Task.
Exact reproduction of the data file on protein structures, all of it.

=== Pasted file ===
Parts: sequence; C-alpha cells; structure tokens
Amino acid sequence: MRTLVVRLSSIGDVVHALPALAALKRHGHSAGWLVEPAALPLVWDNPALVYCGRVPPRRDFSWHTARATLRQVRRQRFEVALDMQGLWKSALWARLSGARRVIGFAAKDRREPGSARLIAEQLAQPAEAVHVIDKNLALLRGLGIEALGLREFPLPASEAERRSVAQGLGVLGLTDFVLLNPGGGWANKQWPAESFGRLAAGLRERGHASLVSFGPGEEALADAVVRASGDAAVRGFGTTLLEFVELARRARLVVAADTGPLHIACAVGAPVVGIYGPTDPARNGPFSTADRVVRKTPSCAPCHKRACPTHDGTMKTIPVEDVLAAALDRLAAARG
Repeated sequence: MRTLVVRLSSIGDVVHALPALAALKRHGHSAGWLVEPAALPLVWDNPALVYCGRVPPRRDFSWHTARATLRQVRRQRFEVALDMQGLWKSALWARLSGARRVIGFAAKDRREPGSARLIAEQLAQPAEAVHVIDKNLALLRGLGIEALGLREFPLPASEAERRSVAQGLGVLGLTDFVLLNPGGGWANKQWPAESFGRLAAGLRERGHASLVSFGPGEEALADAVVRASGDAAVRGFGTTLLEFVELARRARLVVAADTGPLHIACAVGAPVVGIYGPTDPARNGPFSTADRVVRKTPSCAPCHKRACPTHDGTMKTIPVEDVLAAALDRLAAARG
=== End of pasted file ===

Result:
Parts: sequence; C-alpha cells; structure tokens
Amino acid sequence: MRTLVVRLSSIGDVVHALPALAALKRHGHSAGWLVEPAALPLVWDNPALVYCGRVPPRRDFSWHTARATLRQVRRQRFEVALDMQGLWKSALWARLSGARRVIGFAAKDRREPGSARLIAEQLAQPAEAVHVIDKNLALLRGLGIEALGLREFPLPASEAERRSVAQGLGVLGLTDFVLLNPGGGWANKQWPAESFGRLAAGLRERGHASLVSFGPGEEALADAVVRASGDAAVRGFGTTLLEFVELARRARLVVAADTGPLHIACAVGAPVVGIYGPTDPARNGPFSTADRVVRKTPSCAPCHKRACPTHDGTMKTIPVEDVLAAALDRLAAARG
Repeated sequence: MRTLVVRLSSIGDVVHALPALAALKRHGHSAGWLVEPAALPLVWDNPALVYCGRVPPRRDFSWHTARATLRQVRRQRFEVALDMQGLWKSALWARLSGARRVIGFAAKDRREPGSARLIAEQLAQPAEAVHVIDKNLALLRGLGIEALGLREFPLPASEAERRSVAQGLGVLGLTDFVLLNPGGGWANKQWPAESFGRLAAGLRERGHASLVSFGPGEEALADAVVRASGDAAVRGFGTTLLEFVELARRARLVVAADTGPLHIACAVGAPVVGIYGPTDPARNGPFSTADRVVRKTPSCAPCHKRACPTHDGTMKTIPVEDVLAAALDRLAAARG